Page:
Edge color constrained influence maximization in social networks
Date of Issue2017-04-24
School of Computer Science and Engineering
In this Final Year Project, we analyze the novel problem for jointly finding the top-k seed nodes and top-r most relevant topics that maximize the influence within a given target set in a social network. Our problem has direct application in viral marketing because social networks are the wide and fast medium of information-spread. A brand can maximize its promotion on social media by choosing the most influential people in a social network (seed nodes) to begin its marketing. However, simply selecting the most influential people does not maximize the spread as the content of a post dictates how likely a user will ‘share’ it. Thus, we show that it is not only imperative to select the top-k seed nodes but also the top-r most relevant topics in the network. Previous research for influence maximization largely models social networks as a graph with fixed edge probabilities of association between two users. However, real-world graphs are uncertain and the edge probabilities depends on external conditions e.g. the presence of a hashtag or keyword in a post dictates the probability of a user sharing a post rather than simply the association between two users. The problem under this model is shown to be NP-hard. Thus, we develop a system TINTO that provides an iterative algorithm targeting both efficiency and accuracy. We first solve the problem for finding the most relevant topics between a source set and target set in a social network through our maximum reliability algorithm, and then integrate it with existing algorithms to find the most influential seed nodes- thereby, forming our TINTO system. The efficiency and accuracy of the TINTO system is also demonstrated through a case study in real-world dataset.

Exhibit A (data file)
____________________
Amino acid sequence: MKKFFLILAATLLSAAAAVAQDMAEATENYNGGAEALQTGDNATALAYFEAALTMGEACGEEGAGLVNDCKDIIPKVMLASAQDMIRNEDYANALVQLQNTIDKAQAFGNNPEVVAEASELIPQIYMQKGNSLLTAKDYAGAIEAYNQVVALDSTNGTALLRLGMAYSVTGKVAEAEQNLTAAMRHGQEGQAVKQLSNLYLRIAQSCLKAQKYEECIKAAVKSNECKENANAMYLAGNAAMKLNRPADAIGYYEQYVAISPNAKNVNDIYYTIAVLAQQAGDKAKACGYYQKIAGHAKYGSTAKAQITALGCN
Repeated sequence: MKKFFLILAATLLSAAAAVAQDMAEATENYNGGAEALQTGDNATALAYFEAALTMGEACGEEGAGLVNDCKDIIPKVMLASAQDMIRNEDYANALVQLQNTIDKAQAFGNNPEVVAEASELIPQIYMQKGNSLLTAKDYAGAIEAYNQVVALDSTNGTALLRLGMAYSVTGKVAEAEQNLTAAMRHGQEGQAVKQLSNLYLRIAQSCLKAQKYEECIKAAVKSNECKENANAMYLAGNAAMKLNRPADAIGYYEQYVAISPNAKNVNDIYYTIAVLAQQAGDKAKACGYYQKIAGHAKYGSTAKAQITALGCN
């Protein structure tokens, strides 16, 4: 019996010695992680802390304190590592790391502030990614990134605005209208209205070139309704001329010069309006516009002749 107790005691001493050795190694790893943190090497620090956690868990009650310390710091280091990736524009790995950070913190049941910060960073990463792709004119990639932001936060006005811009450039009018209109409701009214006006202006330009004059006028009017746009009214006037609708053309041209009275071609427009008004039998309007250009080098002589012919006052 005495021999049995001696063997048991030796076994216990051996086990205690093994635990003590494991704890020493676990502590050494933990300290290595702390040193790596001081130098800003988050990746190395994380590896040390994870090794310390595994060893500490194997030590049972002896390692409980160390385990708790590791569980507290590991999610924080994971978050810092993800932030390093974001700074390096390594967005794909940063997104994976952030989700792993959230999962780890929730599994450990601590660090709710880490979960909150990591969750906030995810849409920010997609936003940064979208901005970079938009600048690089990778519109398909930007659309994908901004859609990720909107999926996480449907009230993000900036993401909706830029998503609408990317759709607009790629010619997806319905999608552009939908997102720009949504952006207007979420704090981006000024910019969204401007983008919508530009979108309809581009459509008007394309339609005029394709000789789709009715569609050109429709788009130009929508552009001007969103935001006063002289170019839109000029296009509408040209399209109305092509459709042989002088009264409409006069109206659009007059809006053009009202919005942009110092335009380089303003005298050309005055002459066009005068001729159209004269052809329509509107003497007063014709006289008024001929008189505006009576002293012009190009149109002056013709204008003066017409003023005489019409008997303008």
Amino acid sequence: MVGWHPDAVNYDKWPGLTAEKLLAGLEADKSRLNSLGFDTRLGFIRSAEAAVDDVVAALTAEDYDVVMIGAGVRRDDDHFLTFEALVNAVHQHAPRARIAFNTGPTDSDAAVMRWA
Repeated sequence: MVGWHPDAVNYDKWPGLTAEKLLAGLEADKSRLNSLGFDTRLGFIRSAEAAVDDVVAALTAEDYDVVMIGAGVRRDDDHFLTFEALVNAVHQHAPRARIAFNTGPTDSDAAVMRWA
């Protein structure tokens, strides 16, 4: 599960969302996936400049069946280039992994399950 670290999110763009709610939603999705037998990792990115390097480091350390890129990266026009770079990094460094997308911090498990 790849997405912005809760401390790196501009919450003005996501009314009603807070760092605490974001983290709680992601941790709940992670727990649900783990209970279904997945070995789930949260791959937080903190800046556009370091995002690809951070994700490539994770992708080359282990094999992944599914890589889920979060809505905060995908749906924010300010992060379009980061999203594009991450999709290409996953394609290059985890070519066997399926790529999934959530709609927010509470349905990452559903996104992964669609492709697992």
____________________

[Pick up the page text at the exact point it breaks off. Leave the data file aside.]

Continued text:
Final Year Project (FYP)
Nanyang Technological University